Mr Justice Baker at first instance concluded that Enka’s delay and failure to pursue arbitration in Russia were sufficiently strong reasons to refuse to grant an anti-suit injunction. However, his preferred ground was that the English court was not the appropriate forum in which to determine what he called the “real issue” between the parties, namely, whether the obligation to arbitrate disputes extended to the dispute over Enka’s liability in the Moscow proceedings. He concluded that the appropriate forum for that determination was the Moscow Arbitrazh Court.

Successful appeal

Lord Justice Popplewell, giving the Court of Appeal’s judgment, found that the trial judge’s approach was wrong in principle. He found that:

  • The real significance of the choice of a seat is not (as some people assume) a practical one as to, for example, where hearings of the tribunal will be held, but rather a legal one as to the “curial law” and the “curial court.” The choice of seat also determines where the award is made for the purposes of whether it is an award governed by the New York Convention.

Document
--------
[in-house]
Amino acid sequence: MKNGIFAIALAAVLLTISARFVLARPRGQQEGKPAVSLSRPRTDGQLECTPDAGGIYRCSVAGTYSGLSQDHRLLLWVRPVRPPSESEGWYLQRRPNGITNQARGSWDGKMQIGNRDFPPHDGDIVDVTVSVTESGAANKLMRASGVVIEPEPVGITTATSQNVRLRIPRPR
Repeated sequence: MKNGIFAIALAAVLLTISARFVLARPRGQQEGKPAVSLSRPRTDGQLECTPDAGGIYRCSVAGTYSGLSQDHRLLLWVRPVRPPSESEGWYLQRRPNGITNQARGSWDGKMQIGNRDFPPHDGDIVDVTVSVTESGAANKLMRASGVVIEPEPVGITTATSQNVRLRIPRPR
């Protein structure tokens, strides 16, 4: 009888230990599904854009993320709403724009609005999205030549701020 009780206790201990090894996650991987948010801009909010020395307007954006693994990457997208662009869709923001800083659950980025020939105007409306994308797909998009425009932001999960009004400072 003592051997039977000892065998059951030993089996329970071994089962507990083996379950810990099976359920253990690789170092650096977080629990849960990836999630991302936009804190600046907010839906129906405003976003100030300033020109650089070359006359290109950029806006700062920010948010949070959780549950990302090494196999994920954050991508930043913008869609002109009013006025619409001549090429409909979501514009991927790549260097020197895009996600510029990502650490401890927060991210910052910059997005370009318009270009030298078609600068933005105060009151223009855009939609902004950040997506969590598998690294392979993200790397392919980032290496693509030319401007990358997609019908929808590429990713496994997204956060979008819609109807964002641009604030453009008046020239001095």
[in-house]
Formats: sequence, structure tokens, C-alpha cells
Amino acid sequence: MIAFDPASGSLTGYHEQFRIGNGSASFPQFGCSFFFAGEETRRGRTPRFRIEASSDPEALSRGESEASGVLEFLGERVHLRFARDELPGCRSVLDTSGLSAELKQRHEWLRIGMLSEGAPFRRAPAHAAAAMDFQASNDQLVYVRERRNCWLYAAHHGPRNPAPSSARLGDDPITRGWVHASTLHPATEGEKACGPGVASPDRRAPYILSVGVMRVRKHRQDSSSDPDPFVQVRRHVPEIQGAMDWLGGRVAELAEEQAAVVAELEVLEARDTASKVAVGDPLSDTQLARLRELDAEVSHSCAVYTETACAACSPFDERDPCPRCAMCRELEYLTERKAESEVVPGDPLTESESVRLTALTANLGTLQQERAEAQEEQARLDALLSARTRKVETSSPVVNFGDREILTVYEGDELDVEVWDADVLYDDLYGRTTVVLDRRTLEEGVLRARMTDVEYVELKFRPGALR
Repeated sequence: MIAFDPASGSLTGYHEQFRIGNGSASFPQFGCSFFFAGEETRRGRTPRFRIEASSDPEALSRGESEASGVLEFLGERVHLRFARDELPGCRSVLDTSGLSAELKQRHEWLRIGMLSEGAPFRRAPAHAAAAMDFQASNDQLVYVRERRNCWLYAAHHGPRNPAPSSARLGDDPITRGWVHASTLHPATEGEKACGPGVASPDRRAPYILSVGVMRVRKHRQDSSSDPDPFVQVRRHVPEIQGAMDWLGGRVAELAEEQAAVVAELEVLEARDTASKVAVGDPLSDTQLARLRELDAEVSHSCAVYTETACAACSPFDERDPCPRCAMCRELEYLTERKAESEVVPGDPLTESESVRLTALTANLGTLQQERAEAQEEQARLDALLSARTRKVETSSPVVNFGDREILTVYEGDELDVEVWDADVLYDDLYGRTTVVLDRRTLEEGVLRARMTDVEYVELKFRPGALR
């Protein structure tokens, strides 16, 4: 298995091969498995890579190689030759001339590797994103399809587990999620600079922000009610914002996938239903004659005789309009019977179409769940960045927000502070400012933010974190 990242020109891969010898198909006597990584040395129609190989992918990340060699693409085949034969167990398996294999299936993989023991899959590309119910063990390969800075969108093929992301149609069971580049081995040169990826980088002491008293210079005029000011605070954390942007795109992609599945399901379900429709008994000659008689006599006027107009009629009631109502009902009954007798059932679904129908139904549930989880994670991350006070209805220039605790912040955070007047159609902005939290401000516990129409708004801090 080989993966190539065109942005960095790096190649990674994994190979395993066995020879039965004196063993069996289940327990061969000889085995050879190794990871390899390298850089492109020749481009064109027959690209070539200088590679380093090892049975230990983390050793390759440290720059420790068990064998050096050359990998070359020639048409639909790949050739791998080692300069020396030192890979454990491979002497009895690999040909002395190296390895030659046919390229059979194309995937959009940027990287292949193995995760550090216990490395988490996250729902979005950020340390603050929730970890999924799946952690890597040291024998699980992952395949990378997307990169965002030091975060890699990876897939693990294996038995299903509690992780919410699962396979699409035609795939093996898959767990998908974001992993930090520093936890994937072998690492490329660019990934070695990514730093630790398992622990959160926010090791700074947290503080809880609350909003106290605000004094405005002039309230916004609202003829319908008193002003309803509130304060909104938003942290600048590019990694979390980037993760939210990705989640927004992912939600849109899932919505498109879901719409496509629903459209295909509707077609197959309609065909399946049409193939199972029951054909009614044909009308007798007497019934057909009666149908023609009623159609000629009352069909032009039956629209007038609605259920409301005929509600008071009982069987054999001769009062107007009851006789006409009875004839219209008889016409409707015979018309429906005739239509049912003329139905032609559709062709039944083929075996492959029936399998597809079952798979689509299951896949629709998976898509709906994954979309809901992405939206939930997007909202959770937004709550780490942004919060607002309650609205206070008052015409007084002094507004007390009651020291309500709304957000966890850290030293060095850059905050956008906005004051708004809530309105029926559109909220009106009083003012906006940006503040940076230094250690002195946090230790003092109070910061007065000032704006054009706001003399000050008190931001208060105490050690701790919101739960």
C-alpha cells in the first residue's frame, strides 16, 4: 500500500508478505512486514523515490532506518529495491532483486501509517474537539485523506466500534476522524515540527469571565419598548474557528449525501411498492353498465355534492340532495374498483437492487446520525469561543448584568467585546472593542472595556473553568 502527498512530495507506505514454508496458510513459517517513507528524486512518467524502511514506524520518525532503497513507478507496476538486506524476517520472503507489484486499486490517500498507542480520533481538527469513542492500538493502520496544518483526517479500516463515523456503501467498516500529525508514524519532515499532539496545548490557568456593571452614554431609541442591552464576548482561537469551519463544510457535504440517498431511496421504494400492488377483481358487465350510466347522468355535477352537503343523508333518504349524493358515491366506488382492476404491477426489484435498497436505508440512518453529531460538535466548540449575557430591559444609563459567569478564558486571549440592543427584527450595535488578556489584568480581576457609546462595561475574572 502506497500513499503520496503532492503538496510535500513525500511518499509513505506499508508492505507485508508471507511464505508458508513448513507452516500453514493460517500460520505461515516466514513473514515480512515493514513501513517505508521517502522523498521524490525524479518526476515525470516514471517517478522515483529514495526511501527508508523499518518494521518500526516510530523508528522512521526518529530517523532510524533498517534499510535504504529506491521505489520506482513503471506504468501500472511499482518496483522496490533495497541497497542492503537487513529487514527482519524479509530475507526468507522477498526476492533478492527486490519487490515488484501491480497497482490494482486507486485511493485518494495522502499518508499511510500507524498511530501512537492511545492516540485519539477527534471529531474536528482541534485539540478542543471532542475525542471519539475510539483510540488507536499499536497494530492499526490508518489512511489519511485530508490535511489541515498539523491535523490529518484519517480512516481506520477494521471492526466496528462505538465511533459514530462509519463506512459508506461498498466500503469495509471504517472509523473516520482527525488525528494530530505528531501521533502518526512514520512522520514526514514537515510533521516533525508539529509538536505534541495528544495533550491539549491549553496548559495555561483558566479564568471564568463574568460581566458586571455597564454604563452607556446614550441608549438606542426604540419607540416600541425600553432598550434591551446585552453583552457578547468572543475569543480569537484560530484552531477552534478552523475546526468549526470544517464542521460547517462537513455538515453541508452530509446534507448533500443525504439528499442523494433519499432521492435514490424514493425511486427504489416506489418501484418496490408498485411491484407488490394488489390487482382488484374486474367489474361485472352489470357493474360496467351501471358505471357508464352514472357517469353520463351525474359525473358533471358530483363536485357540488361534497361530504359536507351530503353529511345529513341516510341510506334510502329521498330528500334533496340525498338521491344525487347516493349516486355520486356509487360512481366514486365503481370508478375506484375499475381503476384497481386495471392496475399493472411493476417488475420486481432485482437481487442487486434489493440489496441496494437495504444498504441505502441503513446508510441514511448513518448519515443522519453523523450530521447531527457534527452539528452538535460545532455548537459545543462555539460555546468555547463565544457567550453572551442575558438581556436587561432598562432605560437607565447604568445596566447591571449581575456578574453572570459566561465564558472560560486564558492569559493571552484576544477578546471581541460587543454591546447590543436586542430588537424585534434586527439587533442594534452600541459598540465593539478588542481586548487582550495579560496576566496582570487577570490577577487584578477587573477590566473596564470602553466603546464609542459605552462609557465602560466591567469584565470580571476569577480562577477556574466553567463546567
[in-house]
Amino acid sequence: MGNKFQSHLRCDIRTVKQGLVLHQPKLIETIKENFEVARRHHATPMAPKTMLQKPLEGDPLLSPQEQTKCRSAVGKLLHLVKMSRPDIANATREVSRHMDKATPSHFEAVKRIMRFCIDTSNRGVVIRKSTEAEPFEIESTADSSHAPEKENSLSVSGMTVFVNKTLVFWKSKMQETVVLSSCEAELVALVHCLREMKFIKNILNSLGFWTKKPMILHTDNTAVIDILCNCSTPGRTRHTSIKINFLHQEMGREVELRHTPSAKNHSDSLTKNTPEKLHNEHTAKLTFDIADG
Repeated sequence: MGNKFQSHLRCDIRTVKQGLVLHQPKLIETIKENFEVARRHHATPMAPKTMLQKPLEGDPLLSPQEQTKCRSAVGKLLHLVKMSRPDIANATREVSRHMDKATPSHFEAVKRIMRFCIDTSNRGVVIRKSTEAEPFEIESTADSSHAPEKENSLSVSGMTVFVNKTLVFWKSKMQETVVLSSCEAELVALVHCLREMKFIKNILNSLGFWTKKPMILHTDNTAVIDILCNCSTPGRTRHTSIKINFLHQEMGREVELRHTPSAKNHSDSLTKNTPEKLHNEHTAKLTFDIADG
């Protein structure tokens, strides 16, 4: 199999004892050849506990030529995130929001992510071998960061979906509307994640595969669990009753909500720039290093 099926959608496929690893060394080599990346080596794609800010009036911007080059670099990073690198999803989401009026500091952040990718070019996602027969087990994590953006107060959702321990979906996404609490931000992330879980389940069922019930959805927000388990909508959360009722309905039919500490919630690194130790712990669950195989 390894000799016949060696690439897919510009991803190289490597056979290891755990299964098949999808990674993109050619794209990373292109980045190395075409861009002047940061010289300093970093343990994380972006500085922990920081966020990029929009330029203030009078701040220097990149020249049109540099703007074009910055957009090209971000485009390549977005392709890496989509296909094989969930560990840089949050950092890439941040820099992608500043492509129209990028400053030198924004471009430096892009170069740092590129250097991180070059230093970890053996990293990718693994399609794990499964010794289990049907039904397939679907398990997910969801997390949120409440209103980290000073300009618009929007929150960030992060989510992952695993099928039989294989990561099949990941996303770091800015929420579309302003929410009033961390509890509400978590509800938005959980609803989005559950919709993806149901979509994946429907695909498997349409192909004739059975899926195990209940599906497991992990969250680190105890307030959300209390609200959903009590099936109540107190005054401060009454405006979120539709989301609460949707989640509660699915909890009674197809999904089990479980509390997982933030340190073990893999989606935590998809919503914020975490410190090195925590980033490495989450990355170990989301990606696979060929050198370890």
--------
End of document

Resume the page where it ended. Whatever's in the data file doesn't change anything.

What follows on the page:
• Curial powers can apply before there is technically any arbitration to supervise. The judge therefore preferred the formulation “curial law” to phrases like “supervisory powers” conferred by the choice of the seat.
  • The English court as the court of the seat of the arbitration exercising curial powers was an appropriate court to grant an anti-suit injunction.
  • Questions of forum conveniens (i.e., whether the Moscow Arbitrazh Court might be the appropriate forum to assess the scope of the arbitration agreement) did not therefore arise.

Governing law of the arbitration agreement

Lord Justice Popplewell went on to outline a three-stage test applicable to determining the proper law of an arbitration agreement (the AA law).

  1. The AA law is to be determined by asking (i) is there an express choice of law; (ii) if not, is there an implied choice of law; and (iii) if not, with what system of law does the arbitration agreement have its closest and most real connection?
  2. Where there is an express choice of law governing the main contract, it might also amount to an express choice of the AA law. Whether it does so will be a matter of construction of the whole contract, including the arbitration agreement, applying the principles of construction of the main contract law.
  3. Subject to any “powerful countervailing factors” in the facts of the case, there is a strong presumption that the parties impliedly chose the law of the seat of arbitration (the curial law) as the AA law. This third limb is a significant departure from the Sulamérica test.